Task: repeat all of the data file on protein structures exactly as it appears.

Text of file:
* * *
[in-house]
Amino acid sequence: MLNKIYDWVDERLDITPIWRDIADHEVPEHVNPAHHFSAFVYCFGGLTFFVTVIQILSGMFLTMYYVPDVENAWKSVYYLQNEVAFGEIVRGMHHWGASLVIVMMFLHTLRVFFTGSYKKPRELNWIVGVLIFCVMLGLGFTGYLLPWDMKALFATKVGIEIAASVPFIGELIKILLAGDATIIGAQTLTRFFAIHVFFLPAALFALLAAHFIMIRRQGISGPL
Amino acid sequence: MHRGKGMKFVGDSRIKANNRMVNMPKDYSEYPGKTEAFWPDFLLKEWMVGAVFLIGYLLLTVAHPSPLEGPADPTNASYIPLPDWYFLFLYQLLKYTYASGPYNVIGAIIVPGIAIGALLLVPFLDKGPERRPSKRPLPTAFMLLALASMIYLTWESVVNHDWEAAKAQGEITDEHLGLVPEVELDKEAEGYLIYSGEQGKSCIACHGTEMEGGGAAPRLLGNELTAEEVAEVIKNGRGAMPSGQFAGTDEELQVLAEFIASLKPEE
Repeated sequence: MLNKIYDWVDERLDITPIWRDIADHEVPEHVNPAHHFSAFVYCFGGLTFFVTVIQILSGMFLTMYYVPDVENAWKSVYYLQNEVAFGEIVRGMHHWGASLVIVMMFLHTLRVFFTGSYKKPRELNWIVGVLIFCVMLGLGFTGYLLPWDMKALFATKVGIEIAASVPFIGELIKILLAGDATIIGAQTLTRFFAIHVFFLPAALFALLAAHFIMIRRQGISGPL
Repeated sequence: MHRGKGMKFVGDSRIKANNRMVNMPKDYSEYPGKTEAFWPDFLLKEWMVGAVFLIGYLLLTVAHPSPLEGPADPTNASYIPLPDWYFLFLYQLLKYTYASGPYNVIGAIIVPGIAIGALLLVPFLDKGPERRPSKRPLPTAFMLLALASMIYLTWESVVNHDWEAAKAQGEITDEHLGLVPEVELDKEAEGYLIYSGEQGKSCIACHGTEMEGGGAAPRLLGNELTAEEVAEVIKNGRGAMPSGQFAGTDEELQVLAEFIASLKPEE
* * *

[in-house]
Amino acid sequence: MLNKIYDWVDERLDITPIWRDIADHEVPEHVNPAHHFSAFVYCFGGLTFFVTVIQILSGMFLTMYYVPDVENAWKSVYYLQNEVAFGEIVRGMHHWGASLVIVMMFLHTLRVFFTGSYKKPRELNWIVGVLIFCVMLGLGFTGYLLPWDMKALFATKVGIEIAASVPFIGELIKILLAGDATIIGAQTLTRFFAIHVFFLPAALFALLAAHFIMIRRQGISGPL
Amino acid sequence: MHRGKGMKFVGDSRIKANNRMVNMPKDYSEYPGKTEAFWPDFLLKEWMVGAVFLIGYLLLTVAHPSPLEGPADPTNASYIPLPDWYFLFLYQLLKYTYASGPYNVIGAIIVPGIAIGALLLVPFLDKGPERRPSKRPLPTAFMLLALASMIYLTWESVVNHDWEAAKAQGEITDEHLGLVPEVELDKEAEGYLIYSGEQGKSCIACHGTEMEGGGAAPRLLGNELTAEEVAEVIKNGRGAMPSGQFAGTDEELQVLAEFIASLKPEE
Repeated sequence: MLNKIYDWVDERLDITPIWRDIADHEVPEHVNPAHHFSAFVYCFGGLTFFVTVIQILSGMFLTMYYVPDVENAWKSVYYLQNEVAFGEIVRGMHHWGASLVIVMMFLHTLRVFFTGSYKKPRELNWIVGVLIFCVMLGLGFTGYLLPWDMKALFATKVGIEIAASVPFIGELIKILLAGDATIIGAQTLTRFFAIHVFFLPAALFALLAAHFIMIRRQGISGPL
Repeated sequence: MHRGKGMKFVGDSRIKANNRMVNMPKDYSEYPGKTEAFWPDFLLKEWMVGAVFLIGYLLLTVAHPSPLEGPADPTNASYIPLPDWYFLFLYQLLKYTYASGPYNVIGAIIVPGIAIGALLLVPFLDKGPERRPSKRPLPTAFMLLALASMIYLTWESVVNHDWEAAKAQGEITDEHLGLVPEVELDKEAEGYLIYSGEQGKSCIACHGTEMEGGGAAPRLLGNELTAEEVAEVIKNGRGAMPSGQFAGTDEELQVLAEFIASLKPEE